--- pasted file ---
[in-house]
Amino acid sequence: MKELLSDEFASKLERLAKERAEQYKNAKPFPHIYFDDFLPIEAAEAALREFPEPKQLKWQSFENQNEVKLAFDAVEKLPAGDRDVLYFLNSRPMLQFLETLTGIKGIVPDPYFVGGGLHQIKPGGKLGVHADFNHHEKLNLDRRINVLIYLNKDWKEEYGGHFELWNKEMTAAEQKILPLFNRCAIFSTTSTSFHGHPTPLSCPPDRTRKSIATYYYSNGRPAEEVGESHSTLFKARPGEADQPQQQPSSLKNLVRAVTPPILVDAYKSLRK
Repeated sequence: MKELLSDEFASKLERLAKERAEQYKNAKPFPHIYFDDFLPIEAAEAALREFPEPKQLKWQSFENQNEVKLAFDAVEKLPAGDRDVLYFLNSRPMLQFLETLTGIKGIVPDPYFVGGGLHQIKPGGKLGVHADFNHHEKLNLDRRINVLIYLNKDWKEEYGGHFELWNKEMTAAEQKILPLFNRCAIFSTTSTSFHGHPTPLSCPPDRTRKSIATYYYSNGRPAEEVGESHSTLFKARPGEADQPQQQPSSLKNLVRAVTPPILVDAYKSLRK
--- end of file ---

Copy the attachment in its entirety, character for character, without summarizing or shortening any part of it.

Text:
[in-house]
Amino acid sequence: MKELLSDEFASKLERLAKERAEQYKNAKPFPHIYFDDFLPIEAAEAALREFPEPKQLKWQSFENQNEVKLAFDAVEKLPAGDRDVLYFLNSRPMLQFLETLTGIKGIVPDPYFVGGGLHQIKPGGKLGVHADFNHHEKLNLDRRINVLIYLNKDWKEEYGGHFELWNKEMTAAEQKILPLFNRCAIFSTTSTSFHGHPTPLSCPPDRTRKSIATYYYSNGRPAEEVGESHSTLFKARPGEADQPQQQPSSLKNLVRAVTPPILVDAYKSLRK
Repeated sequence: MKELLSDEFASKLERLAKERAEQYKNAKPFPHIYFDDFLPIEAAEAALREFPEPKQLKWQSFENQNEVKLAFDAVEKLPAGDRDVLYFLNSRPMLQFLETLTGIKGIVPDPYFVGGGLHQIKPGGKLGVHADFNHHEKLNLDRRINVLIYLNKDWKEEYGGHFELWNKEMTAAEQKILPLFNRCAIFSTTSTSFHGHPTPLSCPPDRTRKSIATYYYSNGRPAEEVGESHSTLFKARPGEADQPQQQPSSLKNLVRAVTPPILVDAYKSLRK